By the 1970s, concerns were growing about field workers who used paraquat. The documents show that Chevron pressed ICI for assurance about paraquat’s safety after some of its own employees developed nosebleeds, sore throats and other issues. Chevron leaders circulated a 1985 memo that Canadian researchers found an “extraordinarily high correlation” between Parkinson’s and use of paraquat and other pesticides. Chevron left the paraquat business the following year. While the company maintains that market forces drove the move, internal memos indicate top executives worried about the long-term liability of continuing to sell the product.

As outside scientists built more connections between paraquat and Parkinson’s disease, Syngenta countered with research of its own. Company scientists would replicate those independent studies, but used alternative counting methods and avoided measuring paraquat levels in the brain. This allowed Syngenta to say its own tests never found definitive evidence linking the herbicide to Parkinson’s, making the overall body of research less conclusive in the eyes of the public – and regulators.

The EPA twice considered adding pesticide expert Dr. Deborah Cory-Slechta to its advisory panels. She has done extensive work on the effects of paraquat on laboratory animals. Internal documents show Syngenta fought hard to discredit Dr. Cory-Slechta and derail her appointment, saying that having her on the committee would be “a real disaster.” Syngenta did much of this work through advocate Crop Life, shielding much of the company’s direct involvement. Dr. Cory-Slechta was ultimately never nominated.

A few years ago, it looked like the EPA was finally ready to act on paraquat. In 2019, the agency sought public comment on the chemical and later recommended a ban on nearly all aerial applications of it. In 2021 however, the agency reversed itself and re-registered paraquat for 15 years with only limited new restrictions on application protocols and a stronger warning label.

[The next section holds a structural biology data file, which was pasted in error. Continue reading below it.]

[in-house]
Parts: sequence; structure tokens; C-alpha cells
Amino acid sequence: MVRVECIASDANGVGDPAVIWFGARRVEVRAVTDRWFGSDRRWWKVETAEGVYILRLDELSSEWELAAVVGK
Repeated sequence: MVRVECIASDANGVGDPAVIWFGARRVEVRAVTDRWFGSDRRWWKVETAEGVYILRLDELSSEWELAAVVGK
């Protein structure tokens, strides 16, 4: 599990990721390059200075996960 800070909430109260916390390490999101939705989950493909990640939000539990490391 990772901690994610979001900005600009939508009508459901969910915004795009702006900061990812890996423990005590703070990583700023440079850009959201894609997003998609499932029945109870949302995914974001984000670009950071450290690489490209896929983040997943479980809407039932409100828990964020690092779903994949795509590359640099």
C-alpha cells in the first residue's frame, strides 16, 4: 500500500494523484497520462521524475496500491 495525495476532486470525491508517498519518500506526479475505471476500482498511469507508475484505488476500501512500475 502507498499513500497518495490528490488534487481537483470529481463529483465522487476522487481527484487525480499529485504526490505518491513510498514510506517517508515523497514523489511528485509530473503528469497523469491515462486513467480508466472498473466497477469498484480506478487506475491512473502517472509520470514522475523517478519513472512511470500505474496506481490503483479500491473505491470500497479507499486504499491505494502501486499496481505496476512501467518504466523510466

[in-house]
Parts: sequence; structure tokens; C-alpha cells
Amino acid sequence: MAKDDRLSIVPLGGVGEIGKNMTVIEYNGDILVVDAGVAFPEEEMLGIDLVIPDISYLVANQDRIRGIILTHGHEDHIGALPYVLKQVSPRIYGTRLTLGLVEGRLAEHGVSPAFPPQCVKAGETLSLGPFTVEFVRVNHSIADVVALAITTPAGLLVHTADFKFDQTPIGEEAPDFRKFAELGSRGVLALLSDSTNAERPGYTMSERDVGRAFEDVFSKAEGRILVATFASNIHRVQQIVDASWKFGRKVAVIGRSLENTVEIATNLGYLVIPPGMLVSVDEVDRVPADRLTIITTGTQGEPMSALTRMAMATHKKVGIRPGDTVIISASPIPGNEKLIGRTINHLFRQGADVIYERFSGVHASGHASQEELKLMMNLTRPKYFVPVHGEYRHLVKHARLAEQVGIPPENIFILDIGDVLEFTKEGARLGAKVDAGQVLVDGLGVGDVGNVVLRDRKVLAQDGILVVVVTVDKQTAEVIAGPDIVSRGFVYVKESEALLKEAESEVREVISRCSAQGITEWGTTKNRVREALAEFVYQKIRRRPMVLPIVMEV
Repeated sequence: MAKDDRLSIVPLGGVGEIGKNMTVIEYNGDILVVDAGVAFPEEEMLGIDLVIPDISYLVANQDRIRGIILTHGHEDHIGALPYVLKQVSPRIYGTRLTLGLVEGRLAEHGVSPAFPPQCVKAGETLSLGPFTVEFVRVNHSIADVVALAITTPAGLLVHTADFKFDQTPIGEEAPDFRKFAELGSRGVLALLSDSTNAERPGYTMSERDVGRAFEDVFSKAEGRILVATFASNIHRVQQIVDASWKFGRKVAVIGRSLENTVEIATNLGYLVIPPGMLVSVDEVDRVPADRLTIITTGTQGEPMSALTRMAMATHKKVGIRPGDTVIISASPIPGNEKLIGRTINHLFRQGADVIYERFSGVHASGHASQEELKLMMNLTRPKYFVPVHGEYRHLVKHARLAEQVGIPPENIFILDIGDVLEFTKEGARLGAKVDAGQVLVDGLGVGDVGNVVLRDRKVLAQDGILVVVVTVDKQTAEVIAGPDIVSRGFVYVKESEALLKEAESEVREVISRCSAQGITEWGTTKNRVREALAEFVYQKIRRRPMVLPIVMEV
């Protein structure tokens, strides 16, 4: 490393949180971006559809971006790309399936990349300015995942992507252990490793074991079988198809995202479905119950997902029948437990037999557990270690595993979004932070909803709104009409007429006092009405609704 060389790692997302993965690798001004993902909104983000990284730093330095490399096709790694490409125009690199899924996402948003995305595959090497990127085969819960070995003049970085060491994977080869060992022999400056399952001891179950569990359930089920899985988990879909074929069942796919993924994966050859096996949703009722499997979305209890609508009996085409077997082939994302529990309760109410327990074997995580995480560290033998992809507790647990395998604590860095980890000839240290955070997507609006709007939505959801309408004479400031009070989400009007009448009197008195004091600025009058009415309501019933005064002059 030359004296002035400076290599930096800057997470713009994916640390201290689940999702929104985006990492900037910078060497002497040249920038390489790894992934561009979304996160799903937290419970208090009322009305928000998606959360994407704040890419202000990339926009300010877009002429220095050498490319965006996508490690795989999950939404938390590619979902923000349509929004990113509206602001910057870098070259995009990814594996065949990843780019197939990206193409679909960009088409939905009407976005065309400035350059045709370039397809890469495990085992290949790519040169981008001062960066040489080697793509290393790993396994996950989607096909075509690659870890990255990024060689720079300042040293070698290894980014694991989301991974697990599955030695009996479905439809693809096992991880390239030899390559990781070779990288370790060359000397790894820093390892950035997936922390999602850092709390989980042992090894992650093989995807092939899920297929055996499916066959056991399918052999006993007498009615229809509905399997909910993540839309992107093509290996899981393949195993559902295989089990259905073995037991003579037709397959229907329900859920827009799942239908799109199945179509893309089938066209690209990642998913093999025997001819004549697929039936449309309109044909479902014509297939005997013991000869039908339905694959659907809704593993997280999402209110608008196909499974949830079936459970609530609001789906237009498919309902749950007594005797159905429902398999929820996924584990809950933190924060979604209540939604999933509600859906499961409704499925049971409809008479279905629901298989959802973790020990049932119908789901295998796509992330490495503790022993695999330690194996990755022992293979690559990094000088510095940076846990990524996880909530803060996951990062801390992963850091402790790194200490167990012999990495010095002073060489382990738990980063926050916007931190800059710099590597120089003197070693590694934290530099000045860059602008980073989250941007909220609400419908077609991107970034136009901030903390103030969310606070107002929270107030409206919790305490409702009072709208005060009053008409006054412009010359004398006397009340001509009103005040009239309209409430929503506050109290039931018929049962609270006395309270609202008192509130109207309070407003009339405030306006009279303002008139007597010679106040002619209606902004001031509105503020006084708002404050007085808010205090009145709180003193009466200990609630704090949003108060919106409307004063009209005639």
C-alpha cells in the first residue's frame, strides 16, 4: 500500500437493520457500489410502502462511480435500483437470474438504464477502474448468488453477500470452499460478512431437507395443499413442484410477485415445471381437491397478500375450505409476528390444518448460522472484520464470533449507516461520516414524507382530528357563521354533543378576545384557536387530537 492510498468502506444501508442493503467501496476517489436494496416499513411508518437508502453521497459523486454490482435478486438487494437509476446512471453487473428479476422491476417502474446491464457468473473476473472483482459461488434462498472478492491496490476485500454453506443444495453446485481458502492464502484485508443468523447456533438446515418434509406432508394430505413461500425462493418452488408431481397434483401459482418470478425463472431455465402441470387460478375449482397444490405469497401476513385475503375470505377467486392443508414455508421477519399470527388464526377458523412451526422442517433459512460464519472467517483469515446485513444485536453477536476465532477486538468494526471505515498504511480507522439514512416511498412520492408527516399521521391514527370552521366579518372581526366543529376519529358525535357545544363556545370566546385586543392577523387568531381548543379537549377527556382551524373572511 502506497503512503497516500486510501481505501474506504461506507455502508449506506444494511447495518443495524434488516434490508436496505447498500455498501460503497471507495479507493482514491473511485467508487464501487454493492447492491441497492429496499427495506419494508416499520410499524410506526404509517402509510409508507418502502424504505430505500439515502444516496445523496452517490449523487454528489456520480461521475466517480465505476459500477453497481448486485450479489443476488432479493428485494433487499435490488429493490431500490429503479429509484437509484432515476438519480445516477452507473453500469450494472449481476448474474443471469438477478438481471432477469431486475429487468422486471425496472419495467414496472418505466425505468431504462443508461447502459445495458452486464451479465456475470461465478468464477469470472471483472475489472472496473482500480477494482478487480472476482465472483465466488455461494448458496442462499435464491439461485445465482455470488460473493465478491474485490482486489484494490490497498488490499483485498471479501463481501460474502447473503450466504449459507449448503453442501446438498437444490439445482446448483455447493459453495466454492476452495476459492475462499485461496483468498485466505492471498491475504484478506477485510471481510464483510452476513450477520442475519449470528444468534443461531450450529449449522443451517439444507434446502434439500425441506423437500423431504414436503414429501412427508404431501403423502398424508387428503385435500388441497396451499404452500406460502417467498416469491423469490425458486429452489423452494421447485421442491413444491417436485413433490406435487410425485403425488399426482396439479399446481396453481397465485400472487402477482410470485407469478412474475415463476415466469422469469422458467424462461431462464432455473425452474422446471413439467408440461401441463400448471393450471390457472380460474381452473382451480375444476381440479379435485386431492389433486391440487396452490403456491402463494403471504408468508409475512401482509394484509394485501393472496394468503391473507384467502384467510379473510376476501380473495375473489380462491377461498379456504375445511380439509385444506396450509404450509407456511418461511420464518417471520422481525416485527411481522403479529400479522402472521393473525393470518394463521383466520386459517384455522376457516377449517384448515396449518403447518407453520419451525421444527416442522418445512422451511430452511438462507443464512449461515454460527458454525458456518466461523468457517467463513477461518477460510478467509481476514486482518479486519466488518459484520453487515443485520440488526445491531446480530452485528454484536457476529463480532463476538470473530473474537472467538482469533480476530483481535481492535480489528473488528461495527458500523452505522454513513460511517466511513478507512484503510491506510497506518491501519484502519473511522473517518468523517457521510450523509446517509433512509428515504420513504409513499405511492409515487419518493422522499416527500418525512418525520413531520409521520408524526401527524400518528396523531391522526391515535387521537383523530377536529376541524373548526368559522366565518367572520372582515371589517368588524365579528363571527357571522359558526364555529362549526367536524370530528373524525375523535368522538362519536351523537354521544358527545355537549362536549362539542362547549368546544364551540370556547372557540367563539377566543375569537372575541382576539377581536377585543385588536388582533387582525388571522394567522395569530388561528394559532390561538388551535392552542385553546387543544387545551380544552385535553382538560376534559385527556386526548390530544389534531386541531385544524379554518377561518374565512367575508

A number of environmental and healthcare advocates sued the EPA over that decision, accusing it of largely basing its findings on evidence provided by the Agricultural Handler Exposure Task Force, an agricultural chemical advocacy group that includes Syngenta as one of its founders. The agency asked a judge this fall for permission to reconsider its decision and pledges to re-review the evidence and issue a revised report next year. Tired of waiting, many of the same advocates in the EPA lawsuit called on California and other states to take action on their own.

We agree with them that enough evidence points to a connection between paraquat and Parkinson’s disease to justify urgent action. Syngenta’s campaign to muddle the growing body of research cannot be allowed to succeed. Another year of delays caused by the EPA’s reliance on industry-friendly data means another year where paraquat can be applied to 15 million acres across America and the foods we eat that grow there. Given the EPA’s track record on PFAS, glyphosate, and other hazardous chemicals it allows on the market, we cannot trust the agency to do the right thing without public pressure.

Action Alert! Write to Congress and the EPA, telling them to ban paraquat now. Please send your message immediately.